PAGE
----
The Law of Artificial Intelligence

4 ECTS / 24h / English

This course will address the interaction between AI and the law. It will consist of seven parts.

  • Part I: Introduction to AI

The first session will be devoted to introducing the key concepts of AI. The evolution of AI will be presented. Logical modelling and machine learning will be introduced with examples.

  • Part II: AI, values and rights

This session is devoted to a general overview of the multiple impacts of AI on human values and individual rights. The materials include documents on the relation between AI and social values and a discussion of the ways in which AI can promoted or rather demote the realisation of different human rights. It also includes two background papers respectively on the concept of human rights, and on proportionality.

  • Part III: AI, economy and in Government

This session considers how artificial intelligence can be deployed in the economy, in particular in the context of advertising and filtering and how it can be deployed within government.

  • Part IV: AI and the GDPR

This session will be devoted to the relation between AI and the GDPR. The impacts of AI on the processing of personal data will be considered. The provisions in the GDPR will be analysed to determine the extent to which they address the AI challenges.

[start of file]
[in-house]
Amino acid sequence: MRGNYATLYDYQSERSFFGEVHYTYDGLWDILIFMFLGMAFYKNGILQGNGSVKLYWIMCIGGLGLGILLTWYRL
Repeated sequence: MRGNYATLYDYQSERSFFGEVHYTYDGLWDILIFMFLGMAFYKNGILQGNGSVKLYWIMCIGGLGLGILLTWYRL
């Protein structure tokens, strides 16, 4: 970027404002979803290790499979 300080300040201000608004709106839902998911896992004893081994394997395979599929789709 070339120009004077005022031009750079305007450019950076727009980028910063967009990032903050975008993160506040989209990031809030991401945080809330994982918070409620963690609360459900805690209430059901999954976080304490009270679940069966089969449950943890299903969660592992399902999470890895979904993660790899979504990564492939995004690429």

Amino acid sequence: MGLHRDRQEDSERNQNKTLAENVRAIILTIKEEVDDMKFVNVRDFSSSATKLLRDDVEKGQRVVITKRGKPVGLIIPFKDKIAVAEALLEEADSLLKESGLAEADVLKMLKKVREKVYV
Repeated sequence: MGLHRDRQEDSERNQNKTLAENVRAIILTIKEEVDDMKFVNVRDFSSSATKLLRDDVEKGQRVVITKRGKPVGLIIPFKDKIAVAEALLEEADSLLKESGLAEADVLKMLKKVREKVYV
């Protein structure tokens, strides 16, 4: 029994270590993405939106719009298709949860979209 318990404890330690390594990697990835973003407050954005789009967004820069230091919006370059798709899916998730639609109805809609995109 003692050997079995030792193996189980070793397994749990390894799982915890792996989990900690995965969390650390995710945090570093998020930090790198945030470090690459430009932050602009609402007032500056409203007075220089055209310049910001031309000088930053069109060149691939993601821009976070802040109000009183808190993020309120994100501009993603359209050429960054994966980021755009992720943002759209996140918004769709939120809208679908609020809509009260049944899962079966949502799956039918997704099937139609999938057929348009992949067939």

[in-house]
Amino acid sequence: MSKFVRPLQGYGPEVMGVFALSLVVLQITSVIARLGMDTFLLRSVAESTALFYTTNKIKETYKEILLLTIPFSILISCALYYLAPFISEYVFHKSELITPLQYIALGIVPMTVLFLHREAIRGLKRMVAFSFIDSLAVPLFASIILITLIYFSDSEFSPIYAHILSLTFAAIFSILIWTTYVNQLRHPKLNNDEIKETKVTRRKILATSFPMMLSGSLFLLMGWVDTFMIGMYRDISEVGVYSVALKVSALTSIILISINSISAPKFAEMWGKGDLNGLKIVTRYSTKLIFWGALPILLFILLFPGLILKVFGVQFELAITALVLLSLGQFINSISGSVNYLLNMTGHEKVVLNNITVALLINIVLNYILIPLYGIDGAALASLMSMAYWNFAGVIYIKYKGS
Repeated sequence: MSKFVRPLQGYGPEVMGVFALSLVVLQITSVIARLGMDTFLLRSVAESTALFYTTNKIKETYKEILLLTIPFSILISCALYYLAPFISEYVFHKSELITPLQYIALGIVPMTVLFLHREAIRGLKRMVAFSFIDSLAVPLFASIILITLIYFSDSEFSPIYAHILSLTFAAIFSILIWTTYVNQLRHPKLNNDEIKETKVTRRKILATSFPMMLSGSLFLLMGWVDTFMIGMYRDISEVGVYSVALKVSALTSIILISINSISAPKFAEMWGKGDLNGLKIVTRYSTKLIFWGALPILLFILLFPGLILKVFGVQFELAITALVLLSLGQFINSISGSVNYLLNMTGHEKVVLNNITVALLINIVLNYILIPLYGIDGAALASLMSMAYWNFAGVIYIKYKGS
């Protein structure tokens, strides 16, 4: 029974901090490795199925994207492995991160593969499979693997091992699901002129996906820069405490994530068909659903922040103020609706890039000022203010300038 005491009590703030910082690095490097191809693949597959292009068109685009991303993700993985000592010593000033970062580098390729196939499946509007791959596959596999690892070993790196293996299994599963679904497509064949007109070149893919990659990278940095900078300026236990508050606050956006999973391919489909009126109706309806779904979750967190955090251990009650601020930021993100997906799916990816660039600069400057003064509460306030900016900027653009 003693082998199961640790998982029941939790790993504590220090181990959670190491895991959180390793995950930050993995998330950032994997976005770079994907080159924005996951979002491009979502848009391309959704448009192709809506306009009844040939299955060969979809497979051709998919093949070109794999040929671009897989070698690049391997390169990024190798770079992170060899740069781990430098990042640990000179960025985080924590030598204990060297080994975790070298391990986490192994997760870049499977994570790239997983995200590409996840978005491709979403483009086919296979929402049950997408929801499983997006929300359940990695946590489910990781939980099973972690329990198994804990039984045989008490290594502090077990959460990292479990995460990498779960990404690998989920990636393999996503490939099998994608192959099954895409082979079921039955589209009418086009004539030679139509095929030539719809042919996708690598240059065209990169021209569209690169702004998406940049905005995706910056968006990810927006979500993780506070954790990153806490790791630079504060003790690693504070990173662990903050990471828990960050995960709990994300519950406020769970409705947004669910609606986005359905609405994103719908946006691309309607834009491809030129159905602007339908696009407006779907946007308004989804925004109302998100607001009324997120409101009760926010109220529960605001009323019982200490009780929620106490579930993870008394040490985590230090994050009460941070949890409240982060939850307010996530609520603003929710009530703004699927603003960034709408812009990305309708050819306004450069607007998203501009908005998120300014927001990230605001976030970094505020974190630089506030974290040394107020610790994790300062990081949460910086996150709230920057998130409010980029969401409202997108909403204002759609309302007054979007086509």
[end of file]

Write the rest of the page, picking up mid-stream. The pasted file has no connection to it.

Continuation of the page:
• Part V: AI and discrimination

This session addresses the connection between AI and discrimination. Fairness in automated predictions and decisions will be addressed. The COMPAS case, concerning the assignment of recidivism scores will be analysed in detail.

  • Part VI: AI in the Legal system

This session addresses the introduction of AI in the legal system. It discusses the relation between the rule of law and the use of AI to automate activities in the court and in administration.

  • Part VII: The AI Act. Regulating the AI risks

This session discusses the AI act and the prospects of the regulation of it. It considers whether the discipline in the AI act may be adequate and what further regulatory interventions are to be expected.


Giovanni Sartor is professor in Legal Informatics at the University of Bologna, professor in Legal informatics and Legal Theory at the European University…